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Re: Cypherpunks Goals: Bad debate drives out good debate

> Cypher version of Gresham's Law: bad posts drive out good posts.

> (The same is being seen in talk.politics.crypto, with the neverending
> Sternlight vs. Everybody Else dominating the traffic by a factor of
> 20-to-1. Detweiler recently reappeared (as [email protected]) and is back
> to debating _himself_ and answering his own delusional posts.)

Let's face it: Usenet is inherently broken.

There are two ways to filter for content: filter at the newsgroup
source via moderators, or filter at the newsgroup destinations via
killfiles.  Moderating does seem to get rid of most of the cruft, but
the moderators are required to read every post that comes through,
and, worse, make judgements with some degree of impartiality (which is
not always possible).  On the other side, kill files are useful, but
only to a certain degree.  Blocking sertain key words in subjects
doesn't help against topic drift; blocking Sternlight won't help you
in the slightest when umpteen other people respond to his posts.

The situation for most mailing lists is just as bad.  Anyone can send
a post to a mailing list, and there are usually no moderators to
enforce content.  A reader's only recourse is another kill file---and
most mail killing facilities are pretty lousy when compared with their
Usenet counterparts.  The only thing mailing lists have going for them
is that they tend to be less obvious than newsgroups.  Harder to find.

To fix them problem, then, we either have to either improve the kill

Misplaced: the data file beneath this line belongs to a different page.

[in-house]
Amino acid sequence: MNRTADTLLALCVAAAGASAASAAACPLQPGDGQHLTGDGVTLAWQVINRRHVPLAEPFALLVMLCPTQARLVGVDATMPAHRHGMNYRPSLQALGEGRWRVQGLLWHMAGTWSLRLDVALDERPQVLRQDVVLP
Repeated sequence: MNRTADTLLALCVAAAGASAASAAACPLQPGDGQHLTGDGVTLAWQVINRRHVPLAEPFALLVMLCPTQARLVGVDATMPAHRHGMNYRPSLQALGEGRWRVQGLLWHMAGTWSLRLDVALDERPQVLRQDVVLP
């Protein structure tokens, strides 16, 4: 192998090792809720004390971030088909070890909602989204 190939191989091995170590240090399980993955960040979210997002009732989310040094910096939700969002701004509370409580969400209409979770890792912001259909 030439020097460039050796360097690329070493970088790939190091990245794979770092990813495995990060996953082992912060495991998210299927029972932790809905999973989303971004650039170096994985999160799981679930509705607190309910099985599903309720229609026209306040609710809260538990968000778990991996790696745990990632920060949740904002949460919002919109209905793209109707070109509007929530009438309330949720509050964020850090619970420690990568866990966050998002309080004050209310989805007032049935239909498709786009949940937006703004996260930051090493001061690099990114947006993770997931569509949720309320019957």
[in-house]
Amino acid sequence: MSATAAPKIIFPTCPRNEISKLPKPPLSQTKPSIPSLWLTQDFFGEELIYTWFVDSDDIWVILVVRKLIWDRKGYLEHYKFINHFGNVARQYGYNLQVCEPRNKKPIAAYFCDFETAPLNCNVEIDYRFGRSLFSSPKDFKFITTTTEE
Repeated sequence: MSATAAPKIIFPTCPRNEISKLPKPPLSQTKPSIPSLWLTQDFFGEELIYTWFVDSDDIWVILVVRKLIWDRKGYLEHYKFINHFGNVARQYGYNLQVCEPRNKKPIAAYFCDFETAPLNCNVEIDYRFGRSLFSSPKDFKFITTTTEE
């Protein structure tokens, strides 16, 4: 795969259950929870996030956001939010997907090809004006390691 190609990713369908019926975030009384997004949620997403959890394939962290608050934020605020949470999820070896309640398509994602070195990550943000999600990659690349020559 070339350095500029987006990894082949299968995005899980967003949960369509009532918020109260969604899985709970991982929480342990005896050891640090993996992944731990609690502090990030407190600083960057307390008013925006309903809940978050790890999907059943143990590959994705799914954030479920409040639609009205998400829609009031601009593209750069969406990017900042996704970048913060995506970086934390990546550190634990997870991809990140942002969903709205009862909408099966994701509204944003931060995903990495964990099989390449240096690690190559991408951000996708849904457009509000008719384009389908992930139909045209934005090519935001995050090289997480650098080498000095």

files or improve the moderation.  Personalized AI filters (see Moran's
"The Long Run") will be spiffy when they arrive, but they're not going
to be arriving any time soon.  This leaves moderation.  If we increase
the number of moderators, we can reduce the load on each and take into
account as many tastes as possible.  In the best case, the moderators
would consist of all the readers of the newsgroup.

How would this work?

Assume we're running a mailing list (Usenet v.2.0 will be just a
special case of a mailing list).  All posts are sent to the central
site.  The mailing list software picks one e-mail address from all of
the list receivers, and forwards the post to that e-mail address
(keeping the original post on file).  The forwarded post will have a
subject line something like:

  Subject: Post ACK, list cypherpunks, msg #435A77CF

with the post contained in the body.  The receiver reads the post,
then replies to it.  The reply subject line will be:

  Subject: Re: Post ACK, list cypherpunks, msg #435A77CF

and the body will contain "ACK" or "NAK" or "post" or "dump" or
whatever.  This goes back to the list maintainer, who can check that:

  * The message in question is in fact outstanding.
  * The person who sent back the evaluation was the one who was
    supposed to.
  * Other sordid details.

If the message was approved, it goes to everyone.  Otherwise, the
original poster is informed that the post did not meet standards.

We might even want to forward the evaluation body to the original
poster; this would allow the evalutors to send comments explaining why
the post was rejected.

The nice thing about this technique is that the more people a person
pisses off, the less likely it is that his or her posts will ever see
the light of day.  Even better, aware readers can nip MAKE.MONEY.FAST
and Green Card Lottery posts in the bud.

Something very similar to this exists now in the Internet Oracle, so
distributed moderation ought to be possible.  I suspect that the mail-
handling features could be incorporated entirely into "procmail" and
"SmartList" (a filter program and a mailing list program), although
the databases would need C maintenance programs for efficiency.

I'll go to bed and await comments.